SCIENTIFIC THEORIES ARE BASED ON NATURAL AND PHYSICAL PHENOMENA AND ARE CAPABLE OF BEING TESTED BY MULTIPLE INDEPENDENT RESEARCHERS

Including, but not limited to:

  • Based on natural and physical phenomena
  • Capable of being tested by multiple independent researchers
  • Well established, highly reliable explanations
  • Subject to change as new areas or science and new technologies are developed

Note(s):

  • TxCCRS:
    • I. Nature of Science – A2 – Use creativity and insight to recognize and describe patterns in natural phenomena.
    • I. Nature of Science – A4 – Rely on reproducible observations of empirical evidence when constructing, analyzing, and evaluating explanations of natural events and processes.
P.2D Design and implement investigative procedures, including making observations, asking well defined questions, formulating testable hypotheses, identifying variables, selecting appropriate equipment and technology, evaluating numerical answers for reasonableness, and identifying causes and effects of uncertainties in measured data.

Design, Implement

INVESTIGATIVE PROCEDURES

Including, but not limited to:

  • Making observations
  • Asking well-defined questions
  • Formulating testable hypotheses
  • Identifying variables
  • Selecting appropriate equipment and technology
  • Evaluating numerical answers for reasonableness
  • Identifying causes and effects of uncertainties in measured data
    • Instrument errors
    • Reading errors
    • User errors

Note(s):

  • TxCCRS:
    • I. Nature of Science – A3 – Formulate appropriate questions to test understanding of natural phenomena. 
P.2E

Demonstrate the use of course apparatus, equipment, techniques, and procedures, including multimeters (current, voltage, resistance), balances, batteries, dynamics demonstration equipment, collision apparatus, lab masses, magnets, plane mirrors, convex lenses, stopwatches, trajectory apparatus, graph paper, magnetic compasses, protractors, metric rulers, spring scales, thermometers, slinky springs, and/or other equipment and materials that will produce the same results.

Demonstrate

THE USE OF COURSE APPARATUS, EQUIPMENT, TECHNIQUES, AND PROCEDURES

Including, but not limited to:

  • Balances
  • Dynamics demonstration equipment
  • Collision apparatus
  • Lab masses
  • Stopwatches
  • Trajectory apparatus
  • Graph paper
  • Metric rulers
  • Spring scales
  • Thermometers
  • Slinky springs
P.2F

Use a wide variety of additional course apparatus, equipment, techniques, materials, and procedures as appropriate such as ripple tank with wave generator, wave motion rope, tuning forks, hand-held visual spectroscopes, discharge tubes with power supply (H, He, Ne, Ar), electromagnetic spectrum charts, laser pointers, micrometer, caliper, computer, data acquisition probes, scientific calculators, graphing technology, electrostatics kits, electroscope, inclined plane, optics bench, optics kit, polarized film, prisms, pulley with table clamp, motion detectors, photogates, friction blocks, ballistic carts or equivalent, resonance tube, stroboscope, resistors, copper wire, switches, iron filings, and/or other equipment and materials that will produce the same results.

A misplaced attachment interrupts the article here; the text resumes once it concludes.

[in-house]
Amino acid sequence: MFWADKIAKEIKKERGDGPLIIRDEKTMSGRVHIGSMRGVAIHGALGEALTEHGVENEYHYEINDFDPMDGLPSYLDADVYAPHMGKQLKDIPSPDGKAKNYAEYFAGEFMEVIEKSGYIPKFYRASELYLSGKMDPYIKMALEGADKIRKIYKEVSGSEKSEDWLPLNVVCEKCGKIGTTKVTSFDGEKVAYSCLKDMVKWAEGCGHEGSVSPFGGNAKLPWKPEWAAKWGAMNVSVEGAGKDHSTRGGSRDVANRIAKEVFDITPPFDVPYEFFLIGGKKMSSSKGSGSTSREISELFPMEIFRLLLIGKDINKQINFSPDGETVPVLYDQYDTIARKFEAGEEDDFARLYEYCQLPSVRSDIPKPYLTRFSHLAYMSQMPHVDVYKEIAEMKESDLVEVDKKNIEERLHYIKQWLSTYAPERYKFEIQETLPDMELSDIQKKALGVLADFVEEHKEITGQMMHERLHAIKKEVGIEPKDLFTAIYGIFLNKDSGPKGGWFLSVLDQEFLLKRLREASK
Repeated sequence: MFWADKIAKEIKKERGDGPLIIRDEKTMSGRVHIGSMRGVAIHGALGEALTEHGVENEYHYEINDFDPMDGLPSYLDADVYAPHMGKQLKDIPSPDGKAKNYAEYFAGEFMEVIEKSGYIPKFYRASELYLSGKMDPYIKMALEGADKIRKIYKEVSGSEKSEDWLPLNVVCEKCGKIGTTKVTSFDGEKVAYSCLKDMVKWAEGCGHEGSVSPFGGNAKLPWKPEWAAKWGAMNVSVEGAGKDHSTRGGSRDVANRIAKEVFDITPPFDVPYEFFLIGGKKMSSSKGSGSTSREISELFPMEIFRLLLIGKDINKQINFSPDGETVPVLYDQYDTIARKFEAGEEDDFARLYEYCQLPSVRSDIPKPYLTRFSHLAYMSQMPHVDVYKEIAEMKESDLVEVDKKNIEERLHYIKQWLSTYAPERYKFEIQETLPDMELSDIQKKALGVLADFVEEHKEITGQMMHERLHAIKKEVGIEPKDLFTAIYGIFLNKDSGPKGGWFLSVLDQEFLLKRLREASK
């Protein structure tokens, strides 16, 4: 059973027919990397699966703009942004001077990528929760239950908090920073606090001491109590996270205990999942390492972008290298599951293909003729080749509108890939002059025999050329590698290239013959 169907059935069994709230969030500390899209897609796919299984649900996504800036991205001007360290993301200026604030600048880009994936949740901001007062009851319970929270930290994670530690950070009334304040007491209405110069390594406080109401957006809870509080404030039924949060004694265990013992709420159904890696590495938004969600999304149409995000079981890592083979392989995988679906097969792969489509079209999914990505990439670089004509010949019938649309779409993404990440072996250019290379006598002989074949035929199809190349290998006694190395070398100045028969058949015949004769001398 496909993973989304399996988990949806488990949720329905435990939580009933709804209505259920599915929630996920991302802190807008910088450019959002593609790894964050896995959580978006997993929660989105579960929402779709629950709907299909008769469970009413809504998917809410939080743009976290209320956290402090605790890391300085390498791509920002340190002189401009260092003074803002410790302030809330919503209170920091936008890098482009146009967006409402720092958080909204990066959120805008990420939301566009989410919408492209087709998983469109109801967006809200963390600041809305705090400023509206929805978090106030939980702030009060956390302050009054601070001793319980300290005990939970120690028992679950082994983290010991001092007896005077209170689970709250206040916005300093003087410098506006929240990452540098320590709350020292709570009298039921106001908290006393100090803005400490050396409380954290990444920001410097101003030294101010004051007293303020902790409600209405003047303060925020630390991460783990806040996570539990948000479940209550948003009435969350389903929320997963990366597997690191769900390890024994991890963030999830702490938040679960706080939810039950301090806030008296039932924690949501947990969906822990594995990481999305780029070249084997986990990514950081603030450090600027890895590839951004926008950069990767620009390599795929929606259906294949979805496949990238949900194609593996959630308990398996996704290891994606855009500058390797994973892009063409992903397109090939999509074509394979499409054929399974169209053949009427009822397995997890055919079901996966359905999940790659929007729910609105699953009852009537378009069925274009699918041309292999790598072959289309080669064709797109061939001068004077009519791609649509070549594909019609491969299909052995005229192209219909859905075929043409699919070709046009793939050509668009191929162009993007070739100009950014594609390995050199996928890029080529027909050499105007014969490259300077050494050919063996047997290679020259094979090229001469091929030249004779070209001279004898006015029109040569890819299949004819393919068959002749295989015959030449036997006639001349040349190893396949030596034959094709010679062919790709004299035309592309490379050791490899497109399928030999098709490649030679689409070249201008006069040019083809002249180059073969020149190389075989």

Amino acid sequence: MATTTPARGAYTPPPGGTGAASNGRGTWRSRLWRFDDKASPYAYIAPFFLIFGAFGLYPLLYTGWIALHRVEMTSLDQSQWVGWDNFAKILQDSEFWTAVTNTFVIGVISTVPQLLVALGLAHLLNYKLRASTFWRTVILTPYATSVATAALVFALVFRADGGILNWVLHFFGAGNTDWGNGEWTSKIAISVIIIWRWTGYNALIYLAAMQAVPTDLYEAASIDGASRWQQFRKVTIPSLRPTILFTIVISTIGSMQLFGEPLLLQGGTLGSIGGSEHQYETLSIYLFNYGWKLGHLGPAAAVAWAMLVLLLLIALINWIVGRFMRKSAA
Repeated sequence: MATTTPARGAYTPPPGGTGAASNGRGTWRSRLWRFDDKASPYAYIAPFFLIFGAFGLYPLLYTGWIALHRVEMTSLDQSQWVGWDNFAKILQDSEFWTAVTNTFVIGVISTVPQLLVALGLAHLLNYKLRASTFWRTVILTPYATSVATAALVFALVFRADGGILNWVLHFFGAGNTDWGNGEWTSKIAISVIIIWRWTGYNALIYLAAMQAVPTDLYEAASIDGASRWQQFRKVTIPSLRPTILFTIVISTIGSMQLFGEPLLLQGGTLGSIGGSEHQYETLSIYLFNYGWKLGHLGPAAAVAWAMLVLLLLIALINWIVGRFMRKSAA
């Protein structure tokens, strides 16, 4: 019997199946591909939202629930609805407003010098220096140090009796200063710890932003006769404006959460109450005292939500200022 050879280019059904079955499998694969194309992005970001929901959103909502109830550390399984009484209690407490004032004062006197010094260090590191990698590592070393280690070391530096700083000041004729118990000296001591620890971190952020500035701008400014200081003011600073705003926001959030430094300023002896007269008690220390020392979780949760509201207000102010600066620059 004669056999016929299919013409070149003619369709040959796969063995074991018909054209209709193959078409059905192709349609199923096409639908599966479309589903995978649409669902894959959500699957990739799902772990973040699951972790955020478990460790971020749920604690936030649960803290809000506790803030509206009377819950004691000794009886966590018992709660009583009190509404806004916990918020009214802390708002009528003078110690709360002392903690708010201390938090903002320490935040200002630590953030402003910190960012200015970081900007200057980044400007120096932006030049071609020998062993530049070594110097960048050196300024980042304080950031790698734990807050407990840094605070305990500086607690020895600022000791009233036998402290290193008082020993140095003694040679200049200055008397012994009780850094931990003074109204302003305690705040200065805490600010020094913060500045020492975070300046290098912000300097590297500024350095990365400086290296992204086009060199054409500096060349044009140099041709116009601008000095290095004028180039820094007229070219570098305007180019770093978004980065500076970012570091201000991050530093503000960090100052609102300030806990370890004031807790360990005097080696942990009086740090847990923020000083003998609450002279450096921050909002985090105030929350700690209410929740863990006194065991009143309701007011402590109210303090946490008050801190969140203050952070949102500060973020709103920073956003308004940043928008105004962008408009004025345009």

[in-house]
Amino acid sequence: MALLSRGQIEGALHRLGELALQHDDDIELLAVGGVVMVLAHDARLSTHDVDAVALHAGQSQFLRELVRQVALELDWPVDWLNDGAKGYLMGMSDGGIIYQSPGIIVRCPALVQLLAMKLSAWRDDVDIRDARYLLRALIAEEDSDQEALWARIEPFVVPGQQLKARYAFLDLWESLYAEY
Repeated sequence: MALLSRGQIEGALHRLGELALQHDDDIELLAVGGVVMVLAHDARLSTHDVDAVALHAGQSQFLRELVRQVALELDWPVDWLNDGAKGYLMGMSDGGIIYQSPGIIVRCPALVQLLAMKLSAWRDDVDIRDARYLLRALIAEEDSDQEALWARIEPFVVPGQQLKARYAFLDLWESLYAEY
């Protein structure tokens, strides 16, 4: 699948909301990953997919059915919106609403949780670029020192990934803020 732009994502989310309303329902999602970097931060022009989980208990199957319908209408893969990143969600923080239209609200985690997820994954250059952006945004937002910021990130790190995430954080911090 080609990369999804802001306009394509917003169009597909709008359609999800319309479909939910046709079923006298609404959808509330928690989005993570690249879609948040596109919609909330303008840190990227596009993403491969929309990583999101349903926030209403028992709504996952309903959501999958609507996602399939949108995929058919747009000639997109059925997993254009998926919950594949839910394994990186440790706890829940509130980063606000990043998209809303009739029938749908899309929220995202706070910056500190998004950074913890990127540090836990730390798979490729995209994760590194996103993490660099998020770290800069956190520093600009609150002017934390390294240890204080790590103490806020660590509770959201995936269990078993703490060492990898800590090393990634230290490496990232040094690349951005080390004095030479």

Use

A WIDE VARIETY OF ADDITIONAL COURSE APPARATUS, EQUIPMENT, TECHNIQUES, MATERIALS, AND PROCEDURES AS APPROPRIATE

Including, but not limited to:

  • Computer
  • Data acquisition probes
  • Scientific calculators
  • Graphing technology
P.2G Make measurements with accuracy and precision and record data using scientific notation and International System (SI) units.

Make

MEASUREMENTS

Including, but not limited to:

  • Accuracy
  • Precision

Record

DATA

Including, but not limited to:

  • Scientific notation
  • International System (SI) units
  • Significant Digits (TxCCRS)

Note(s):

  • TxCCRS:
    • II. Foundation Skills: Scientific Applications of Mathematics – A2 – Use exponents and scientific notation.
    • II. Foundation Skills: Scientific Applications of Mathematics – F2 – Use appropriate significant digits.
P.2H Organize, evaluate, and make inferences from data, including the use of tables, charts, and graphs.

Organize, Evaluate, Make inferences

DATA

Including, but not limited to:

  • Tables
  • Charts
  • Graphs

Note(s):

  • TxCCRS:
    • I. Nature of Science – E1 – Use several modes of expression to describe or characterize natural patterns and phenomena. These modes of expression include narrative, numerical, graphical, pictorial, symbolic, and kinesthetic.
P.2I Communicate valid conclusions supported by the data through various methods such as lab reports, labeled drawings, graphic organizers, journals, summaries, oral reports, and technology-based reports.

Communicate

VALID CONCLUSIONS SUPPORTED BY THE DATA

Including, but not limited to:

  • Lab reports
  • Labeled drawings
  • Graphic organizers
  • Journals (science notebooks)
  • Summaries
  • Oral reports
  • Technology-based reports 

Note(s):

  • TxCCRS:
    • III. Foundation Skills: Scientific Applications of Communication – A1 – Use correct applications of writing practices in scientific communication.
P.2J Express relationships among physical variables quantitatively, including the use of graphs, charts, and equations.